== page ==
It’s almost that time of year again… No. it not the holidays, it’s almost summer time… and that means finding camps to entertain and perhaps educate your child.
Did you know that there are special camps for gifted and talented children?
The Center for Talented Youth began with a seventh grade boy from Baltimore who had exhausted all the options for math courses he could take at school by the time he was thirteen. Julian Stanley, a professor of psychology at Johns Hopkins University and the founder of the Center for Talented Youth, worked with this boy and his family to arrange access to challenging college math courses so the boy could continue to develop his academic talents and pursue his passion.
Today, CTY is accredited by the Middle States Association of College and Schools Commissions on Elementary and Secondary Schools, and its summer programs serve thousands of students each year. CTY students come from all fifty states and dozens of countries around the world. They come from all walks of life and a variety of educational backgrounds. While the scope of these gifted and talented programs has grown immensely, the goal remains the same: to allow highly able students to immerse themselves in their academic passions, to meet others like themselves, and to grow both intellectually and personally.
CTY’s gifted and talented summer programs offer bright students the opportunity to engage in challenging academic work in the company of peers who share their exceptional abilities and love of learning. While the focus is on rigorous academics and learning, the social experience that results from bringing these students together is an integral part of the program.
June 24 – July 13 (all residential sites, except Santa Cruz and Seattle)
July 1 – July 20 (all domestic day sites, and the Santa Cruz and Seattle residential sites)
July 8 – July 27 (Hong Kong sites)
July 15 – August 3 (all residential sites except Santa Cruz and Seattle)
July 22 – August 10 (all domestic day sites, and the Santa Cruz and Seattle residential sites)
Summer 2018 Hong Kong sites
One session only:
July 8 – July 27
CTY’s 25 residential and day sites in the U.S. and Hong Kong serve thousands of students each year from all 50 states and dozens of countries around the world. Qualifying students come from all walks of life and a variety of educational backgrounds to spend three weeks immersing themselves in their academic passions, meeting others like themselves, and growing intellectually and personally. Class size is 12-18 students, and each class has a highly skilled instructor and a teaching assistant. Outside of class, students participate in a full and fun social program at all locations, from sports and games to talent shows and band practice.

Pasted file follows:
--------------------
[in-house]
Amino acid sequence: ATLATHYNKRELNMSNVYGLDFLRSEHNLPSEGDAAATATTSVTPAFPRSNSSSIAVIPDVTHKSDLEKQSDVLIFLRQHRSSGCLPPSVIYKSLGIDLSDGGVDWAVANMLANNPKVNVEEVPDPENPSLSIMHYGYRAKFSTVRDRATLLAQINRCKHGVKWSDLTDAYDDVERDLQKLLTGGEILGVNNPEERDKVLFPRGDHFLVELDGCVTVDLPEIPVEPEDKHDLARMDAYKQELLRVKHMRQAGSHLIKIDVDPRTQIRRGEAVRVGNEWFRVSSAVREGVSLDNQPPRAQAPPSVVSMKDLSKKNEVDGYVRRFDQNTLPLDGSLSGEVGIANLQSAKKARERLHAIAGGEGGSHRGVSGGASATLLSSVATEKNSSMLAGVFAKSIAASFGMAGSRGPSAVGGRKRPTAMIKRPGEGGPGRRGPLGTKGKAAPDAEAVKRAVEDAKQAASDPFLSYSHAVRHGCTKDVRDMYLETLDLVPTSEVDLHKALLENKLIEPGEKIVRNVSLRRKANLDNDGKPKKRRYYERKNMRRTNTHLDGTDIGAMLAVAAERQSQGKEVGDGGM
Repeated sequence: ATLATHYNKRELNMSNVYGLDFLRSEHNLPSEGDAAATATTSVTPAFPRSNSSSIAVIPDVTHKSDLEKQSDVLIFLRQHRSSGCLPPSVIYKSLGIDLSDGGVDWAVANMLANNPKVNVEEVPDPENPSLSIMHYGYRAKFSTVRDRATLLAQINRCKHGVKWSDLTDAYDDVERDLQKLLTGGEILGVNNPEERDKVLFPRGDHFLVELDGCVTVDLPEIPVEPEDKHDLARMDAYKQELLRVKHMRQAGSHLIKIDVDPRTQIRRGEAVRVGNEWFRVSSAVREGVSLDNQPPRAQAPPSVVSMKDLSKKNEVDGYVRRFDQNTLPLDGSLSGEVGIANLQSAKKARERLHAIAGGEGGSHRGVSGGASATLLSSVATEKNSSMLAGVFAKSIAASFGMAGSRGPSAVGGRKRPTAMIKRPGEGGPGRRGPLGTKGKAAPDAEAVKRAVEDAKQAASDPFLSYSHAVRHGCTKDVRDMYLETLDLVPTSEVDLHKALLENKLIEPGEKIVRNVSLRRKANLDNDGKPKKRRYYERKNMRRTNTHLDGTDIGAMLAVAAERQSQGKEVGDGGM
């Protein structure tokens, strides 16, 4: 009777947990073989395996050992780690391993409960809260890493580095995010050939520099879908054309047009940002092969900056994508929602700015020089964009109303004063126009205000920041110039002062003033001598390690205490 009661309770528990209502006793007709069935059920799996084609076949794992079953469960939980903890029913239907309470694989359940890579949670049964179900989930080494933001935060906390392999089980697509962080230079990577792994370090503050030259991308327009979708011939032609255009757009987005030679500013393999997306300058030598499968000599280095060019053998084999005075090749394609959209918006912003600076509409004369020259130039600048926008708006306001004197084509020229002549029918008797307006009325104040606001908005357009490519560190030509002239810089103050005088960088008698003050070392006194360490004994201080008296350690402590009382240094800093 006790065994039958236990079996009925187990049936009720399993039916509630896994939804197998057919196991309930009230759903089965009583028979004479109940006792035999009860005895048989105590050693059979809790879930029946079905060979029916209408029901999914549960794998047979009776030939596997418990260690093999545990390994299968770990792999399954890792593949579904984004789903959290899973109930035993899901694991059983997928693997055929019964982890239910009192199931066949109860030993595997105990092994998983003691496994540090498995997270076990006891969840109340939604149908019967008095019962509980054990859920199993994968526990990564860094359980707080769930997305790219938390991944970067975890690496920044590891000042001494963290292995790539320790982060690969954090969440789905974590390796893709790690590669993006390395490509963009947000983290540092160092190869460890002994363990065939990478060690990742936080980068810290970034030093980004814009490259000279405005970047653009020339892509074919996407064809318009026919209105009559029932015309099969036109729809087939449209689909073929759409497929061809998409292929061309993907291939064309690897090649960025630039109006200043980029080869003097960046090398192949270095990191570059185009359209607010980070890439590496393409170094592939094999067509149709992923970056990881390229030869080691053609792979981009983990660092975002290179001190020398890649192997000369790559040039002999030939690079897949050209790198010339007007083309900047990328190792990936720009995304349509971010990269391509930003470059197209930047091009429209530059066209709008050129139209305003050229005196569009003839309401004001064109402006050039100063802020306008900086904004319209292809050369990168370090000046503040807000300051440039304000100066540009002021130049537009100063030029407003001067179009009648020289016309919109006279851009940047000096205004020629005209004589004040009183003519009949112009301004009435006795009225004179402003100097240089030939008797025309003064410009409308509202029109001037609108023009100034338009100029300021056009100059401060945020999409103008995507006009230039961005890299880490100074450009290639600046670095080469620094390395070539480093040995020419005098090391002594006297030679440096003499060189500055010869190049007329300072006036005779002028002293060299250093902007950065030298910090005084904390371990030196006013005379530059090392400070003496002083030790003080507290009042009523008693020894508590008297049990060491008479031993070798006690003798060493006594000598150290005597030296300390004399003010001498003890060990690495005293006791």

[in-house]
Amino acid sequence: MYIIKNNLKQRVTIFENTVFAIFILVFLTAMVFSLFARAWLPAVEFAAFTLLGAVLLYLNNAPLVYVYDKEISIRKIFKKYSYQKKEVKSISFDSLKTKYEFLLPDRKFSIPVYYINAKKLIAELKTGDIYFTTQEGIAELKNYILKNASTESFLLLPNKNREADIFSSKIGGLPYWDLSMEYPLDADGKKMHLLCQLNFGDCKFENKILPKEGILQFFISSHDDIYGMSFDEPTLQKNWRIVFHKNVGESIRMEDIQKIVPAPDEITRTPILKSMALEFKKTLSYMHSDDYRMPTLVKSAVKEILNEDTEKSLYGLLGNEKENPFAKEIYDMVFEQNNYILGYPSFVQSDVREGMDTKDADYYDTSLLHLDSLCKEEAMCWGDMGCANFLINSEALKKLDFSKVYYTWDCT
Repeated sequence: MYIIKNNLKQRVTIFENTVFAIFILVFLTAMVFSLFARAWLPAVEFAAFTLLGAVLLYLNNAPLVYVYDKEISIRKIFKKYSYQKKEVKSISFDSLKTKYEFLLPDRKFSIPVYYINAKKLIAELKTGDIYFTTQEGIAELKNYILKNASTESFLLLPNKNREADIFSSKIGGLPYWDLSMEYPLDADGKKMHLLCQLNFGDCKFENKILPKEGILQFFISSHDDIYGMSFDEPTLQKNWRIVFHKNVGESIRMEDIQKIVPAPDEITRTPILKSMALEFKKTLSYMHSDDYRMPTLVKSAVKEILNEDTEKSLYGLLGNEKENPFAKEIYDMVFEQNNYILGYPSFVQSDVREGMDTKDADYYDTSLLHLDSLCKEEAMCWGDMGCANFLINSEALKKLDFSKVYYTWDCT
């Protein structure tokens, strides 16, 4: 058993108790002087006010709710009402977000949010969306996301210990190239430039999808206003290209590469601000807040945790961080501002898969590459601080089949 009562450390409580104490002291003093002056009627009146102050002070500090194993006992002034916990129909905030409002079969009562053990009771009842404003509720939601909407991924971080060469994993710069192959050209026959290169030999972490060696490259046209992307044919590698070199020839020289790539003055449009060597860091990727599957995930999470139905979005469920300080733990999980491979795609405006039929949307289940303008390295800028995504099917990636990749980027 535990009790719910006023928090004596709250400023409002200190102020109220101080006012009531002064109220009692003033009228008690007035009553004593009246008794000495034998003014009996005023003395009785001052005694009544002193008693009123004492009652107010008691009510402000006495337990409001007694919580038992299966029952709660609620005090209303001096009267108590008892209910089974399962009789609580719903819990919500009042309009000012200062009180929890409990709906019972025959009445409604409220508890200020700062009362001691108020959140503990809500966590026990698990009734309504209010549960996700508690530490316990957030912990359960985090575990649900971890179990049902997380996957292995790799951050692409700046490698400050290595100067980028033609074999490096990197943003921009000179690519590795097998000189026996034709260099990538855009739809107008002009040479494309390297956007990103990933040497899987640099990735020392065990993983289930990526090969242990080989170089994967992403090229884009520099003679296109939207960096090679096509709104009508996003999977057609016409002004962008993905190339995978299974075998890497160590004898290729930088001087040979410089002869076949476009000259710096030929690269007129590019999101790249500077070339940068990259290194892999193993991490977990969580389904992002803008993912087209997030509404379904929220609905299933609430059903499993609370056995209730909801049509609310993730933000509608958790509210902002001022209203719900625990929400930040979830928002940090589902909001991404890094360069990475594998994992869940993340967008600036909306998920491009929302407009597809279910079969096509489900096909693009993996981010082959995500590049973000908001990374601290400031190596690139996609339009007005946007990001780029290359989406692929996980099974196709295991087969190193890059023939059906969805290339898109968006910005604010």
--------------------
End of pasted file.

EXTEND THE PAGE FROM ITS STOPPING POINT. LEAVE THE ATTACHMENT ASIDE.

How to apply?
Students who are interested in our gifted and talented summer programs must take the SCAT test to establish eligibility for the Young Students Program for students in grades 2-6.
Check the CTY website for test dates and summer camp application process:
*Source: CTY website
Lot’s of activity on our blog by parents looking for SCAT Test information and sample questions. Here’s a new ebook that just came out on Amazon – in our opinion one of the cheapest full length tests out there:
We believe that a child should have an understanding of what is expected of him or her on a test. So for all the parents out there we can’t stress enough to just get all the information that you can get about your GAT test and give your child a chance to review the test format. Usually workbooks are the best practice materials. But most tests are actually administered on the computer. So an e-book workbook might be a great option for practicing test questions.
Please see the sample questions offered on Amazon book preview.
Analogies are a common test topic on many standardized placement tests. And it turns out that analogies are not just found in the SAT and ACT tests. Your child will be tested on the topic of analogies as early as elementary school or even pre-school, if you are preparing for a kindergarten placement program. It is never too early to get your child acquainted with analogies. Try out these sample analogy questions, and check out some of the books available from our authors.
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1. blue : sky ::
A. green :grass
B. pink : color
C. cat : pet
D. cane : walk
2. straw : drink ::
A. food : kitchen
B. spoon : eat
C. fork : knife
D. ear : music
3. morning : breakfast ::
A. juice : milk